2 double bedrooms
1 twin bedroom
Separate shower room, suitable for assisted disabled
Oil fired central heating
Iron and ironing board
Travel cot, on request
NOTE: One of the double bedrooms is accessed through the twin bedroom
A contribution towards light and heat will be applied to all bookings. As a not for profit organisation, this fee makes a significant contribution to rising energy costs. It is our aim to reduce our energy consumption at all self catering holiday homes and encourage guests to reuse, reduce, recyle.
You will need to contact your Local House Manager 5 days before arrival to arrange time to meet. Contact details will be emailed to you. Latest arrival is 9pm.
Interaction with Guests
The local House Manager will meet and greet you on arrival. At this time they can answer any questions you have about what is happening in the local area during the time of your stay. Latest arrival is 9pm.
You will need a vehicle to otherwise it will be difficult to get to shops, etc.
Other Things to Note
Our buildings were made to the standards of earlier times – and sometimes without the intention that they should be lived in. Consequently you may encounter features that reflect their particular character but that deserve due care and attention, particularly by the young, elderly, less mobile or visually impaired. Examples of these are steps worn with age, uneven surfaces, low ceilings and beams, unexpected drops or changes in level, and by modern standards low or absent lighting. In all cases we have sought to make a sensible compromise between due regard for safety and the careful retention of the fabric of each building, which makes it an interesting place to stay. We ask you to appreciate and use the building with this understanding, and recommend you read the information in the Guest Book in the property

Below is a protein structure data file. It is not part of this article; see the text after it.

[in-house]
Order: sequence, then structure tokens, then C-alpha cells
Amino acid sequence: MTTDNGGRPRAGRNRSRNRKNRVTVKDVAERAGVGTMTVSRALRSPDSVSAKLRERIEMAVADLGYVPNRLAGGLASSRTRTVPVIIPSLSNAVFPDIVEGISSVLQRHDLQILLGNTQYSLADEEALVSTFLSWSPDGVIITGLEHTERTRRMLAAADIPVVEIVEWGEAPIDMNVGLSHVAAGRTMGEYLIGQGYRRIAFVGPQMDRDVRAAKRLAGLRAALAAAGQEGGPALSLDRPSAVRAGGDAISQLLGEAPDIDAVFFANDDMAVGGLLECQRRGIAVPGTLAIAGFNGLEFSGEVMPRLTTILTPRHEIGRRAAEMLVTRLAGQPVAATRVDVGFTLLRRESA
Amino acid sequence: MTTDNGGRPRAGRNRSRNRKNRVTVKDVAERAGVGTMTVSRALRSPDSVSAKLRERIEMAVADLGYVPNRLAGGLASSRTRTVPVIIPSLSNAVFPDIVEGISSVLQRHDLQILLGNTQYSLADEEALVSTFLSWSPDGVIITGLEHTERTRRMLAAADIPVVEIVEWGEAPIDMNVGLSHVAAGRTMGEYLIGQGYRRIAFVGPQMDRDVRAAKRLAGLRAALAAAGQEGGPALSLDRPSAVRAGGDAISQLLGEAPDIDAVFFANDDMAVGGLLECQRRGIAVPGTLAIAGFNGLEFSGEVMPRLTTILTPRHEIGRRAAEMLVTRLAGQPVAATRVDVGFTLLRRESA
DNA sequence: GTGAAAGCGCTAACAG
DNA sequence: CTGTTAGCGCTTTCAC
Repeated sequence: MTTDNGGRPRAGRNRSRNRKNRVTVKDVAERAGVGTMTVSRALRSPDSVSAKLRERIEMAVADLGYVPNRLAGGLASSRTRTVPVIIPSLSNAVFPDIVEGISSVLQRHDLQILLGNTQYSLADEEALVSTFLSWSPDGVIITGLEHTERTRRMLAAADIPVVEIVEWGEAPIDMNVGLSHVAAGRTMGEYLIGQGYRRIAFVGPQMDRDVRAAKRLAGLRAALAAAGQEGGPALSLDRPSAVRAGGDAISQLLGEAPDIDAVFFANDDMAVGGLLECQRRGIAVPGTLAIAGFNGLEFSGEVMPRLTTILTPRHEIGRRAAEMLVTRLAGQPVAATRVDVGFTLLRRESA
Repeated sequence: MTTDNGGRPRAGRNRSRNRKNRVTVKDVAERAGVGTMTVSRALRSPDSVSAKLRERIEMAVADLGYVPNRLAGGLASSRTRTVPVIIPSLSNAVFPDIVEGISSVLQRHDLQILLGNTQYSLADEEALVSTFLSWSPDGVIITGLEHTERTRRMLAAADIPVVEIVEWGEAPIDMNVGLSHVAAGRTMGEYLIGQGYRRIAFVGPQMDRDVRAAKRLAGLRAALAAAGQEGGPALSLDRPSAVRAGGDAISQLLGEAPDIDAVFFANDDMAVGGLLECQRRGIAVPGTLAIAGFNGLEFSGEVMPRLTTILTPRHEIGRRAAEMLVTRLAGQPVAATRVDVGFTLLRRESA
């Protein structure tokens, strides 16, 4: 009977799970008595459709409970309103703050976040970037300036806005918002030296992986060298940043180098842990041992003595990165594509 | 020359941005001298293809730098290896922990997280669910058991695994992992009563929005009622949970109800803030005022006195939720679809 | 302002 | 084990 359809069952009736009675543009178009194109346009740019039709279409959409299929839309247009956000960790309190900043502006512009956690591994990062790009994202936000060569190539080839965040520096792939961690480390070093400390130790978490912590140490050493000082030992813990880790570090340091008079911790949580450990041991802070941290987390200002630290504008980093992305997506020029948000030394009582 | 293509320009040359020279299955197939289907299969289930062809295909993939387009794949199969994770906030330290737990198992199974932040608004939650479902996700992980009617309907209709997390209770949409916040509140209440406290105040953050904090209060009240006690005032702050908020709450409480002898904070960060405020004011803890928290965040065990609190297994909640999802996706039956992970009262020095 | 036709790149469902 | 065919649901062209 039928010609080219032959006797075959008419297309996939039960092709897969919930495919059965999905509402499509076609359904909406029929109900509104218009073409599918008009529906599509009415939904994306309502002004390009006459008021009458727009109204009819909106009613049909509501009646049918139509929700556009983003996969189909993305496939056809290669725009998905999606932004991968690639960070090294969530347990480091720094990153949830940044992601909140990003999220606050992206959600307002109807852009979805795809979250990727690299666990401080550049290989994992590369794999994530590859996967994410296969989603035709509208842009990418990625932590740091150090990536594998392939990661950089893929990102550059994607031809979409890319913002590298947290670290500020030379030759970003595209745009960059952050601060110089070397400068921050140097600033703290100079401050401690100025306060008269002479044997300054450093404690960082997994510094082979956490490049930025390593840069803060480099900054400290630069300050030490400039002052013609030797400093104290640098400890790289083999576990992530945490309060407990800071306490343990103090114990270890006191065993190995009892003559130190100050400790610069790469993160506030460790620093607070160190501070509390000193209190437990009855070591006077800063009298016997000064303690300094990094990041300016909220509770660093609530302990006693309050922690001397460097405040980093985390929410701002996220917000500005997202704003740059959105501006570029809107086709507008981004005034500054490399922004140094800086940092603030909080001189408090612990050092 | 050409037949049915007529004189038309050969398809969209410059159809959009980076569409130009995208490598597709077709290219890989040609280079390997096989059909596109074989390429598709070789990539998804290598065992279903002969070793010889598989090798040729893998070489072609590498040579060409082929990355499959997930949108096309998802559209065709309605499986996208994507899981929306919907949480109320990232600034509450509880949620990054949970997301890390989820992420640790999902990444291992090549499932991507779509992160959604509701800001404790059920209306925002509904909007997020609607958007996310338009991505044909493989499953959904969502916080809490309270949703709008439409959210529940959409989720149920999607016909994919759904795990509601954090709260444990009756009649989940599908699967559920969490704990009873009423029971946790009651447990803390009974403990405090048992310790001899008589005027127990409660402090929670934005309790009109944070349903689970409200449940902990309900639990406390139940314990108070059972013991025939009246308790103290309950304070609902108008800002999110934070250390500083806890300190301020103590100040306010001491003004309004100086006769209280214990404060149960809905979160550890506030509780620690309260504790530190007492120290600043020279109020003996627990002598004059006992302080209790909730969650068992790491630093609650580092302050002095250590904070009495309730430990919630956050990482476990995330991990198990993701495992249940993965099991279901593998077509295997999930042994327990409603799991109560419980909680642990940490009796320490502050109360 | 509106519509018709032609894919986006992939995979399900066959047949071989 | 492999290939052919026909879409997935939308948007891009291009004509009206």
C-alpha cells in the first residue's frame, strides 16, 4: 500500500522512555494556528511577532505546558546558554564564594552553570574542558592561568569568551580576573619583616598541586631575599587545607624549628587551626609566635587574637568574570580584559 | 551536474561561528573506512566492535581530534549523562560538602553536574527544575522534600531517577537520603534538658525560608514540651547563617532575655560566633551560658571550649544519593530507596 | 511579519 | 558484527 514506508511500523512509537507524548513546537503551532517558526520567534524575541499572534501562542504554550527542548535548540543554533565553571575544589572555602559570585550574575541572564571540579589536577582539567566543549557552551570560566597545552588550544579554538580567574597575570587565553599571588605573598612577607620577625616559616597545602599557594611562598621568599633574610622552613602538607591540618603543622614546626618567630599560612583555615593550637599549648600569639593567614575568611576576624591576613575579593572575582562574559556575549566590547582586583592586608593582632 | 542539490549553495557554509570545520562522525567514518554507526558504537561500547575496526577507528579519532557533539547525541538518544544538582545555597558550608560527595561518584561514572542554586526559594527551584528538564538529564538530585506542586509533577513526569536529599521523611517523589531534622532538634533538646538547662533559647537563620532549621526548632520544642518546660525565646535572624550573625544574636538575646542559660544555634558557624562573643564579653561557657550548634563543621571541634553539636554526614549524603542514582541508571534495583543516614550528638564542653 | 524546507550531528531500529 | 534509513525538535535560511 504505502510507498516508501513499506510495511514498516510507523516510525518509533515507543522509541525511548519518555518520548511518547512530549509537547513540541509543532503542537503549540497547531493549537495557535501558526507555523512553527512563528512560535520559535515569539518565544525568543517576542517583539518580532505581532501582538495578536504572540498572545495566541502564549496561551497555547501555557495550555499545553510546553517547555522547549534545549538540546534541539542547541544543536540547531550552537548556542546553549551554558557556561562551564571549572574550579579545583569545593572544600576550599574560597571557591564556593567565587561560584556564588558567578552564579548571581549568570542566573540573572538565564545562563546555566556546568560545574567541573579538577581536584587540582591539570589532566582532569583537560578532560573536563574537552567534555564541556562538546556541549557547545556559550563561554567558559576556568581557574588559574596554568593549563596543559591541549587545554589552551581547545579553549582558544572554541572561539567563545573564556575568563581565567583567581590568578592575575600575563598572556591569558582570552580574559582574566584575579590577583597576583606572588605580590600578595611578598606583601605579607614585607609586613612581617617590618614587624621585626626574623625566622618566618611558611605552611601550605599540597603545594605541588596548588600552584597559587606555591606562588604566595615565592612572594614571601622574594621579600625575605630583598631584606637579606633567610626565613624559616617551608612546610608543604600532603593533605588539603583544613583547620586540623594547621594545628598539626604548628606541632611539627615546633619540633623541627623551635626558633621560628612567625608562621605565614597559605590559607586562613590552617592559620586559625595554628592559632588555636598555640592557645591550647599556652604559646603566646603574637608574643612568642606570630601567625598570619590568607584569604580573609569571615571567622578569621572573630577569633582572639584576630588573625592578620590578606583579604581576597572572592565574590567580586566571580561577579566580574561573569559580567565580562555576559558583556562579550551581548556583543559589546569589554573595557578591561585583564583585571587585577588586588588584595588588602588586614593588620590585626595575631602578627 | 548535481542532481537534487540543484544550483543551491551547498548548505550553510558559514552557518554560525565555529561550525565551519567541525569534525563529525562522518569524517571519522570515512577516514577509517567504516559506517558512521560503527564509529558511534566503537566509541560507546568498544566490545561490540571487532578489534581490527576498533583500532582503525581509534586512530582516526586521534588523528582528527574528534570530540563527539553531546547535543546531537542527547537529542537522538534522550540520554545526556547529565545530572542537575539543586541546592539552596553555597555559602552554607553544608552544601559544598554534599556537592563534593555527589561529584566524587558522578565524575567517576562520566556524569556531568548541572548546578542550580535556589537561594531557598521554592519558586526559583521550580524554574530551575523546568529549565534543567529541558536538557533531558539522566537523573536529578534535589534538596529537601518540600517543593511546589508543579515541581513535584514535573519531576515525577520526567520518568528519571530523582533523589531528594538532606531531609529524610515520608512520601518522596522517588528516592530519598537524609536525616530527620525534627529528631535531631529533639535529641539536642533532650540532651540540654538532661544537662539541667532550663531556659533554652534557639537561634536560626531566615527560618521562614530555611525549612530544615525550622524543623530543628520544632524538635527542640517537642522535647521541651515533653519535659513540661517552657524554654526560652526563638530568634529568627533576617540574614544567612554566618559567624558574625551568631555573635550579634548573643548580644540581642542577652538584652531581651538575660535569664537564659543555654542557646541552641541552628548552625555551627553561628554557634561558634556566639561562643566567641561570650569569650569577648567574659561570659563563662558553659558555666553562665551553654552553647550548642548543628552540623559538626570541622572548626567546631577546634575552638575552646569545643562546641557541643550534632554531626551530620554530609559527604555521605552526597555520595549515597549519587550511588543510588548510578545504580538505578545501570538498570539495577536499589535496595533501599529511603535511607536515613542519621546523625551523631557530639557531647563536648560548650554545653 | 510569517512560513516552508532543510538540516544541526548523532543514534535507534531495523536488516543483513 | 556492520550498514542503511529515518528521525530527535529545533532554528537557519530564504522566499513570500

We ask that you leave the property in a clean and tidy condition upon departure. All equipment, utensils etc must be left clean and the property must be left clean and tidy at the end of the hire period.
All breakages and damage must be reported to the House Manager immediately so that they can be rectified. All breakages and damage are the legal responsibility of the Hirer and the cost of repair or replacement must be paid.
Irish Landmark is a non-profit organisation that finds interesting and unusual properties that are in need of conservation, and we give them new life. Since 1992, we’ve been turning historic buildings into truly special self-catering holiday accommodation. Our properties range from lighthouses and schoolhouses, to castles and gate lodges.
As an educational charity, our primary aim is to conserve and sustain iconic buildings. That’s why Irish Landmark properties are living buildings, not museum settings. Irish Landmark always respects the history and architectural integrity of the structures we conserve, but we also ensure they have all the contemporary comforts you want in a holiday home.